Socialism and Green Spaces: William Morris’s Walthamstow

By Peter Turner ‘Have you ever wondered why there’s so much suffering in the world?’ asked the suited young man. […]

Weaving Tales: The Tools of Text

By Janice Horton On a back road in an out of the way township in northeast Pennsylvania, a seasonal museum […]

Beatrix Potter, More Than Just Bunnies: The Legacy of Beatrix Potter

by Deborah Straw Beatrix Potter may be best known as the creator of charming characters like Peter Rabbit, Mrs. Tiggy […]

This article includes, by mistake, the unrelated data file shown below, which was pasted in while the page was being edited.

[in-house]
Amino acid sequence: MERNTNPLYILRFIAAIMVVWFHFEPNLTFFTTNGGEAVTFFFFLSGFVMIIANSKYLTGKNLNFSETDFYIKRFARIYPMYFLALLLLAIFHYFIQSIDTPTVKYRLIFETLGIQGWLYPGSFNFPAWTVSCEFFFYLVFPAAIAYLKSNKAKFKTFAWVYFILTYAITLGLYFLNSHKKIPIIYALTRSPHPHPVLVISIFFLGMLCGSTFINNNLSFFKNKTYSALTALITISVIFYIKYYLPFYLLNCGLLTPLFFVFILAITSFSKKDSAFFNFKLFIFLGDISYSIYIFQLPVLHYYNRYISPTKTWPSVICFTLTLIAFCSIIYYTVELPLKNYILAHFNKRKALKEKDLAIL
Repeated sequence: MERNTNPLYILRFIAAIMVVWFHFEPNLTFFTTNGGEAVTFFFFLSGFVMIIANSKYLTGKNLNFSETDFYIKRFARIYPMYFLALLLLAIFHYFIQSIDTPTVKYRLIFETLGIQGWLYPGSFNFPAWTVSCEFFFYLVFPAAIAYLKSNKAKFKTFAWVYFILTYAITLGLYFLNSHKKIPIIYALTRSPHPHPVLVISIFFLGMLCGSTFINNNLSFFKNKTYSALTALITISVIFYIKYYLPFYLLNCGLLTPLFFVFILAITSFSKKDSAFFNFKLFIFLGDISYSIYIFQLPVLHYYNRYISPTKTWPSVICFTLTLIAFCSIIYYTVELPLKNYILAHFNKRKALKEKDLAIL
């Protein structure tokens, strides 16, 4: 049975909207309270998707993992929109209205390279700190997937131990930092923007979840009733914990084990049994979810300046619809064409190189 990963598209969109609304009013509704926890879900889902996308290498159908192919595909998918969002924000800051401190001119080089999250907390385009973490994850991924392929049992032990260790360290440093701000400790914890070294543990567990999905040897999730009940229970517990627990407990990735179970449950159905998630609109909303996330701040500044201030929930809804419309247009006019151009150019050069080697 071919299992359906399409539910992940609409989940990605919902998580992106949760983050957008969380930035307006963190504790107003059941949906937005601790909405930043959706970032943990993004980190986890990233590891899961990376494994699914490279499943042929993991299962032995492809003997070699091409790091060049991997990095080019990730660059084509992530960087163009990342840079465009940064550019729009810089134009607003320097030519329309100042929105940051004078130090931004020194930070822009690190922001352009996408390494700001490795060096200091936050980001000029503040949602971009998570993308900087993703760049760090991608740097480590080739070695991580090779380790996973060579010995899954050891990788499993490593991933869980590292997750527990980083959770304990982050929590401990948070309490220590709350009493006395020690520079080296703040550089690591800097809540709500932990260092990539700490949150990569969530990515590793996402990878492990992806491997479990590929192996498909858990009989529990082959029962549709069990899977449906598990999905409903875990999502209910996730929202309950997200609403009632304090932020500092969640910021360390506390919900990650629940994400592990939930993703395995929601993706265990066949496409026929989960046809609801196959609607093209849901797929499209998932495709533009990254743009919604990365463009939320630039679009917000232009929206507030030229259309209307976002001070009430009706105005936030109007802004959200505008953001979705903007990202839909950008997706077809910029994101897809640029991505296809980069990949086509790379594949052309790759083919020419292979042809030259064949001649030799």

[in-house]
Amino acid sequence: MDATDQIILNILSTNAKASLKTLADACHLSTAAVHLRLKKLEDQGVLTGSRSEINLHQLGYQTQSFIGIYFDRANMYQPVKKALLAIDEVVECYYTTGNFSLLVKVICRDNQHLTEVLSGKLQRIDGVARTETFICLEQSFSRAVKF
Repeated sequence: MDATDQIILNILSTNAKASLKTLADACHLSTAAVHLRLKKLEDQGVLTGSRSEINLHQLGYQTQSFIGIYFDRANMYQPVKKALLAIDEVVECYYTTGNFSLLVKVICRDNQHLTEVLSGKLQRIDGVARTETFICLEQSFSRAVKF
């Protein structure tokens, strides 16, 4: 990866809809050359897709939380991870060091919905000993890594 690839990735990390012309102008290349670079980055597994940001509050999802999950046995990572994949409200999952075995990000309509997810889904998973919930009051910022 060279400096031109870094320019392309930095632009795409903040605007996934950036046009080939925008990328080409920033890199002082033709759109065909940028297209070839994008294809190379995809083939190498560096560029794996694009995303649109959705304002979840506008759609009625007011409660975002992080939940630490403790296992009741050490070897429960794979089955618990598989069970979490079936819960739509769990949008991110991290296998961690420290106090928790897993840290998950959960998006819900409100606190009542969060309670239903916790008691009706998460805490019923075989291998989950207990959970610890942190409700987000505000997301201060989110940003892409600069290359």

Emily Dickinson’s Homestead

As a junior in high school, studying American Literature for the first time, I claimed Emily Dickinson as my poet. I felt as though I alone were given the gift to decode her poems. The rest of my class wanted to read more accessible poetry; they hated Dickinson’s verse and were indifferent to her life story. Her use of elusive imagery and fourth-definition choices for words frustrated them but only increased my desire to study the poems more closely. I wanted to understand enough about Emily Dickinson so that I could emulate her.